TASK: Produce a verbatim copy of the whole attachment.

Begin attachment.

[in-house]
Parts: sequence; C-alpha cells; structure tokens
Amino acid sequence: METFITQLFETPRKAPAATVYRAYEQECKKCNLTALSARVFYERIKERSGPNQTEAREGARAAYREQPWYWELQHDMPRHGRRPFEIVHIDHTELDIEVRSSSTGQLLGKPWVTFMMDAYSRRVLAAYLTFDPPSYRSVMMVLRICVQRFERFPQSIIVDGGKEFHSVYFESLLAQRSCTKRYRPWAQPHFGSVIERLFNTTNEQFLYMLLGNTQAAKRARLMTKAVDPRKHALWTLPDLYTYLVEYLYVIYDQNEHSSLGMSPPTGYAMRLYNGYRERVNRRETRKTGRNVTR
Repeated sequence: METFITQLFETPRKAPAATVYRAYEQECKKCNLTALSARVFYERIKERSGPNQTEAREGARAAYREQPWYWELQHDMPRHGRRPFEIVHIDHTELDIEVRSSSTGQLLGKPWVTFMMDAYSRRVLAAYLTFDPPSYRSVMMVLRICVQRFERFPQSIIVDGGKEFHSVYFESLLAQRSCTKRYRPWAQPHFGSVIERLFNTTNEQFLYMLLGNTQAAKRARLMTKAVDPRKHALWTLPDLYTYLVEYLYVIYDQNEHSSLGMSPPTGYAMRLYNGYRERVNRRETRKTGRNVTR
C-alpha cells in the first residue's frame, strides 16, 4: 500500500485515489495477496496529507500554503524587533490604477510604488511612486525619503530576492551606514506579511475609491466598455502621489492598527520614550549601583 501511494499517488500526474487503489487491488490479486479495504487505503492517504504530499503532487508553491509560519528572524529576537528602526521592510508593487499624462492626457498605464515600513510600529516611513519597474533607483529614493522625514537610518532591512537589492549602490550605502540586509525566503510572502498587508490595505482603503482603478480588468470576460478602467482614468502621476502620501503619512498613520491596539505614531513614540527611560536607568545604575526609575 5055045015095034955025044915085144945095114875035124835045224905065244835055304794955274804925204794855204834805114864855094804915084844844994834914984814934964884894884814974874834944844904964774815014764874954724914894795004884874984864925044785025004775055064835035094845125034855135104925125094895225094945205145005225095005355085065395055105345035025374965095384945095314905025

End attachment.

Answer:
[in-house]
Parts: sequence; C-alpha cells; structure tokens
Amino acid sequence: METFITQLFETPRKAPAATVYRAYEQECKKCNLTALSARVFYERIKERSGPNQTEAREGARAAYREQPWYWELQHDMPRHGRRPFEIVHIDHTELDIEVRSSSTGQLLGKPWVTFMMDAYSRRVLAAYLTFDPPSYRSVMMVLRICVQRFERFPQSIIVDGGKEFHSVYFESLLAQRSCTKRYRPWAQPHFGSVIERLFNTTNEQFLYMLLGNTQAAKRARLMTKAVDPRKHALWTLPDLYTYLVEYLYVIYDQNEHSSLGMSPPTGYAMRLYNGYRERVNRRETRKTGRNVTR
Repeated sequence: METFITQLFETPRKAPAATVYRAYEQECKKCNLTALSARVFYERIKERSGPNQTEAREGARAAYREQPWYWELQHDMPRHGRRPFEIVHIDHTELDIEVRSSSTGQLLGKPWVTFMMDAYSRRVLAAYLTFDPPSYRSVMMVLRICVQRFERFPQSIIVDGGKEFHSVYFESLLAQRSCTKRYRPWAQPHFGSVIERLFNTTNEQFLYMLLGNTQAAKRARLMTKAVDPRKHALWTLPDLYTYLVEYLYVIYDQNEHSSLGMSPPTGYAMRLYNGYRERVNRRETRKTGRNVTR
C-alpha cells in the first residue's frame, strides 16, 4: 500500500485515489495477496496529507500554503524587533490604477510604488511612486525619503530576492551606514506579511475609491466598455502621489492598527520614550549601583 501511494499517488500526474487503489487491488490479486479495504487505503492517504504530499503532487508553491509560519528572524529576537528602526521592510508593487499624462492626457498605464515600513510600529516611513519597474533607483529614493522625514537610518532591512537589492549602490550605502540586509525566503510572502498587508490595505482603503482603478480588468470576460478602467482614468502621476502620501503619512498613520491596539505614531513614540527611560536607568545604575526609575 5055045015095034955025044915085144945095114875035124835045224905065244835055304794955274804925204794855204834805114864855094804915084844844994834914984814934964884894884814974874834944844904964774815014764874954724914894795004884874984864925044785025004775055064835035094845125034855135104925125094895225094945205145005225095005355085065395055105345035025374965095384945095314905025